By Denise Thompson and Timothy Braatz
Maybe you have seen some unusual signs in the windows and yards of Boundary County residents and wondered what they mean. The “Love Lives Here” sign originated in Whitefish, Montana. In 2010, a group of white supremacists started showing films that denied the Holocaust ever occurred—a way of saying that Jewish lives don’t matter.
After local residents organized peaceful activities in opposition to Holocaust denial, the film screenings ended. This prompted an ongoing commitment to equality and diversity in Whitefish, including the “Love Lives Here” theme.
In 2016-17, anti-Jewish threats of violence to individuals occurred in Whitefish. Neighbors and friends again united against hate and discrimination—and drew international recognition for their efforts. “Love Lives Here” has since spread to communities throughout the United States.
In Boundary County, the “Love Lives Here” sign includes a heart and the state of Idaho. Those who display the sign are signifying their belief that love is greater than hate and their desire to promote positive community relationships.
The “We Are Everywhere” sign comes from the Wassmuth Center for Human Rights in Boise, which provides educational resources, hosts workshops, and welcomes visitors.
Founded in 1996, the center is named for Father Bill Wassmuth, the Catholic priest who organized loving resistance to Aryan Nations bigotry and violence in Coeur d’Alene in the 1980s. Undeterred by the bombing of his home, Wassmuth led the Kootenai County Task Force on Human Relations.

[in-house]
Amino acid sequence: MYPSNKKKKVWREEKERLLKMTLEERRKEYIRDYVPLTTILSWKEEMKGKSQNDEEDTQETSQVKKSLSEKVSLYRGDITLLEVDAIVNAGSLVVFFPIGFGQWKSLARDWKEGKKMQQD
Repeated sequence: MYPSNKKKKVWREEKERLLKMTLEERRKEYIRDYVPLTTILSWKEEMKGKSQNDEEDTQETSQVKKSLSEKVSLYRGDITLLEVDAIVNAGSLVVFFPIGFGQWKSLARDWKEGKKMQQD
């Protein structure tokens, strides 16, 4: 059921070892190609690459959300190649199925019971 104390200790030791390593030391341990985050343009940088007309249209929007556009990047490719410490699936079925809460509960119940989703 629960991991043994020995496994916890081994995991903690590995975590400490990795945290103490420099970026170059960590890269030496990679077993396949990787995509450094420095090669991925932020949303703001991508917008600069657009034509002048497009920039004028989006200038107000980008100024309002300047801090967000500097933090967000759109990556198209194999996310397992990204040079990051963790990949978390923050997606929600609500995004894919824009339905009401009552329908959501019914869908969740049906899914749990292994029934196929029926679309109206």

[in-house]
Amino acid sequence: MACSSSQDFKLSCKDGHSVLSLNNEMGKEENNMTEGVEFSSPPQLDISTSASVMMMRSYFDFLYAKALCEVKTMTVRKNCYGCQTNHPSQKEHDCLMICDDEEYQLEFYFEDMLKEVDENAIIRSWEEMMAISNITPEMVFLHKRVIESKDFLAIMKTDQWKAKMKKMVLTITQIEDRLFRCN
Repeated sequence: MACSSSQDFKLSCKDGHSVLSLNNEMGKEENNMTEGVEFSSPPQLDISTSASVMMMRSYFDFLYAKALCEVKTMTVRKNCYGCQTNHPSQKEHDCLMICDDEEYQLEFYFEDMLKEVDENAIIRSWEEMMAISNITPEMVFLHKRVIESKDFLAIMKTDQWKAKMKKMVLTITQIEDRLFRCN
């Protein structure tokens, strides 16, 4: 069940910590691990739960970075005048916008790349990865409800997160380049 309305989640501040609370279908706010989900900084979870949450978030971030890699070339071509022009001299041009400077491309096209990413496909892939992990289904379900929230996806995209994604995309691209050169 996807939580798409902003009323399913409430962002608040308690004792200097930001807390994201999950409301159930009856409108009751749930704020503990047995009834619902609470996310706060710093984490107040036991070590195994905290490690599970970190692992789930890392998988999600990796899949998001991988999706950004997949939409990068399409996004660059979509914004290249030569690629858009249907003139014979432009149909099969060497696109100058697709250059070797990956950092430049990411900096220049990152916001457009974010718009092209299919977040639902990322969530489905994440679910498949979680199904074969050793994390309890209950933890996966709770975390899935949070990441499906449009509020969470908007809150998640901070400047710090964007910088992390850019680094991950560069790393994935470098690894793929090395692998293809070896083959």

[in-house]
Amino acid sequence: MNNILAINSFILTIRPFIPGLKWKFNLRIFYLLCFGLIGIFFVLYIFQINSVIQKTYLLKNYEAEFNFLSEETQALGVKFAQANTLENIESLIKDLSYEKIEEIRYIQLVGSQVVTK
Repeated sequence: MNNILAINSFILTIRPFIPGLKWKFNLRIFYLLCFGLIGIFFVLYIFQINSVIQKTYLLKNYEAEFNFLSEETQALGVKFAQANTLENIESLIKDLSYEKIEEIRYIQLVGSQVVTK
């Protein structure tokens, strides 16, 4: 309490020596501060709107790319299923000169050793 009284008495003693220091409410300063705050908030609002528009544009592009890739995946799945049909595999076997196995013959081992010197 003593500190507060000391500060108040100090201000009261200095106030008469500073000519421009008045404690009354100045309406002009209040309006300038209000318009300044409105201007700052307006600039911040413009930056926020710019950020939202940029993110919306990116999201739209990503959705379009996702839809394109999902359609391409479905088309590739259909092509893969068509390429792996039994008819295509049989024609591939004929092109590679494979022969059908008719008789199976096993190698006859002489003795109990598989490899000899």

The Wassmuth Center maintains the Anne Frank Human Rights Memorial, which includes the entire text of the Universal Declaration of Human Rights. In May 2017, the memorial was defaced with racist and anti-Jewish graffiti over four consecutive nights. More recently, on the night of December 7-8, 2020, stickers bearing a Nazi swastika and the words “we are everywhere” were placed on the Anne Frank statue and throughout the park.
Once again, the Wassmuth Center received community support to repair the vandalized memorial.
With corporate and municipal partners, the Center has now reprinted the words “We Are Everywhere” on signs and banners to subvert the original message of the early December vandalism.
“People of good will, people of compassion, people who are considerate of their neighbors, are everywhere,” said Dan Prinzing, Wassmuth Center Executive Director. “We are going to own that narrative, that love and compassion are louder than the voices of division and hate. We can each stand up against injustice in our homes, our neighborhoods, places of worship, where we work, our schools. It starts there.”
When we display the signs, he added, “Let’s proclaim it, and let’s live it. It’s not just a tagline. It’s a call to action.”
You will see more of these signs throughout Boundary County and Idaho as the effort to combat racism and hate continues to expand. In the words of Father Wassmuth, “Saying ‘Yes’ to human rights is the best way to say ‘no’ to prejudice.”
For more information on the Love Lives Here campaign, please visit loveliveshereflathead.org.
For more information on the Wassmuth Center, please visit wassmuthcenter.org.
For information on the availability of signs and the Boundary County Human Rights Task Force, please visit www.boundaryhumanrights.org. We can also be reached on Facebook and at firstname.lastname@example.org.